Large amount of Saharan dust moving over the Atlantic Ocean

Large amount of Saharan dust moving over the Atlantic Ocean

Another large Saharan dust cloud has lifted off western Africa late Sunday, August 22, 2021, and is now moving over the Atlantic Ocean toward the Caribbean and the United States.

The cloud seems of similar strength to the one produced last week.

Image credit: NOAA/GOES-East, Zoom.Earth, TW. Acquired at 17:20 UTC on August 23, 2021

Saharan Air Layer (SAL) activity typically ramps up in mid-June and peaks from late June to mid-August, with new outbreaks occurring every three to five days.

"During this peak period, it is common for individual SAL outbreaks to reach farther to the west—as far west as Florida, Central America and even Texas—and cover extensive areas of the Atlantic (sometimes as large as the lower 48 United States)," said Dr. Jason Dunion, a University of Miami hurricane researcher working with NOAA's Atlantic Oceanographic and Meteorological Laboratory.1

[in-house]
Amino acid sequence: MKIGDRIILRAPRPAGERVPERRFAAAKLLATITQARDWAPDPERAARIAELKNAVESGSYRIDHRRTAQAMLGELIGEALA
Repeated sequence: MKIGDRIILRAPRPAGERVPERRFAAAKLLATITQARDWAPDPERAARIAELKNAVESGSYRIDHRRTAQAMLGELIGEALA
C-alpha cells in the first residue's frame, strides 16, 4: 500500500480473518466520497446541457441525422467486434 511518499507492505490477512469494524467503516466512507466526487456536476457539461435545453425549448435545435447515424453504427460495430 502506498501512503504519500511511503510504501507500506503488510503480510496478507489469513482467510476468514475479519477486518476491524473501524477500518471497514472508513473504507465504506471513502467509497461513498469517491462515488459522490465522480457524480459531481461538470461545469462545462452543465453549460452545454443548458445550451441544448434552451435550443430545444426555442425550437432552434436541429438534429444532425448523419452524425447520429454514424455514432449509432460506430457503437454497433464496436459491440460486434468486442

The layer has unique properties of warmth, dry air and strong winds that can act to suppress hurricane formation and intensification.

References:

1 The Saharan Air Layer: What is it? Why does NOAA track it? - NOAA

Featured image credit: NOAA/GOES-East, Zoom.Earth, TW. Acquired at 17:20 UTC on August 23, 2021


REMOVE ADS AND SUPPORT OUR WORK

Producing content you read on this website takes a lot of time, effort, and hard work. If you value what we do here, please consider becoming a supporter.

OPEN AD-FREE ACCOUNT


Comments

No comments yet. Why don't you post the first comment?

Post a comment

Your name: *

Your email address: *

Comment text: *

The image that appears on your comment is your Gravatar